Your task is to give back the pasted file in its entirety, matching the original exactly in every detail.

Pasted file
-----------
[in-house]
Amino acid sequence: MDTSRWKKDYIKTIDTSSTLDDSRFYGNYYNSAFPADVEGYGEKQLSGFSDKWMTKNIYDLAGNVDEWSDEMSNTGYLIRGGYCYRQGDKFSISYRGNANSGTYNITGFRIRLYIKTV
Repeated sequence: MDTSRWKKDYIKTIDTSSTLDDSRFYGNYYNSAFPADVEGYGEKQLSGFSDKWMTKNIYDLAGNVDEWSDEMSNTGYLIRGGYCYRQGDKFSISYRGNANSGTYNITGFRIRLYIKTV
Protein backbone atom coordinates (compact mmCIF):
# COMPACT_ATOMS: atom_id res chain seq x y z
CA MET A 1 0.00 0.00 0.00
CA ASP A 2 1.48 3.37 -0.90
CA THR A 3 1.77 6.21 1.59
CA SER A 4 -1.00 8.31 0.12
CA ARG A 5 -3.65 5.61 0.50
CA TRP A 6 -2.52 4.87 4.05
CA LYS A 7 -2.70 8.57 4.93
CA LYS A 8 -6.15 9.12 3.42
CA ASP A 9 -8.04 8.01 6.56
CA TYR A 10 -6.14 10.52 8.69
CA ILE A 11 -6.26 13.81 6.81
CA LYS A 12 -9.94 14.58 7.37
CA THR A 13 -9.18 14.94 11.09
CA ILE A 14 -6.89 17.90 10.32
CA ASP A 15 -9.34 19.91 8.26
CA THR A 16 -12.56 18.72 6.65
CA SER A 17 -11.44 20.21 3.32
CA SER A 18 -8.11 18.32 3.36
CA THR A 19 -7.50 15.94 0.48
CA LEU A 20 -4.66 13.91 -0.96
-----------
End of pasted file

[in-house]
Amino acid sequence: MDTSRWKKDYIKTIDTSSTLDDSRFYGNYYNSAFPADVEGYGEKQLSGFSDKWMTKNIYDLAGNVDEWSDEMSNTGYLIRGGYCYRQGDKFSISYRGNANSGTYNITGFRIRLYIKTV
Repeated sequence: MDTSRWKKDYIKTIDTSSTLDDSRFYGNYYNSAFPADVEGYGEKQLSGFSDKWMTKNIYDLAGNVDEWSDEMSNTGYLIRGGYCYRQGDKFSISYRGNANSGTYNITGFRIRLYIKTV
Protein backbone atom coordinates (compact mmCIF):
# COMPACT_ATOMS: atom_id res chain seq x y z
CA MET A 1 0.00 0.00 0.00
CA ASP A 2 1.48 3.37 -0.90
CA THR A 3 1.77 6.21 1.59
CA SER A 4 -1.00 8.31 0.12
CA ARG A 5 -3.65 5.61 0.50
CA TRP A 6 -2.52 4.87 4.05
CA LYS A 7 -2.70 8.57 4.93
CA LYS A 8 -6.15 9.12 3.42
CA ASP A 9 -8.04 8.01 6.56
CA TYR A 10 -6.14 10.52 8.69
CA ILE A 11 -6.26 13.81 6.81
CA LYS A 12 -9.94 14.58 7.37
CA THR A 13 -9.18 14.94 11.09
CA ILE A 14 -6.89 17.90 10.32
CA ASP A 15 -9.34 19.91 8.26
CA THR A 16 -12.56 18.72 6.65
CA SER A 17 -11.44 20.21 3.32
CA SER A 18 -8.11 18.32 3.36
CA THR A 19 -7.50 15.94 0.48
CA LEU A 20 -4.66 13.91 -0.96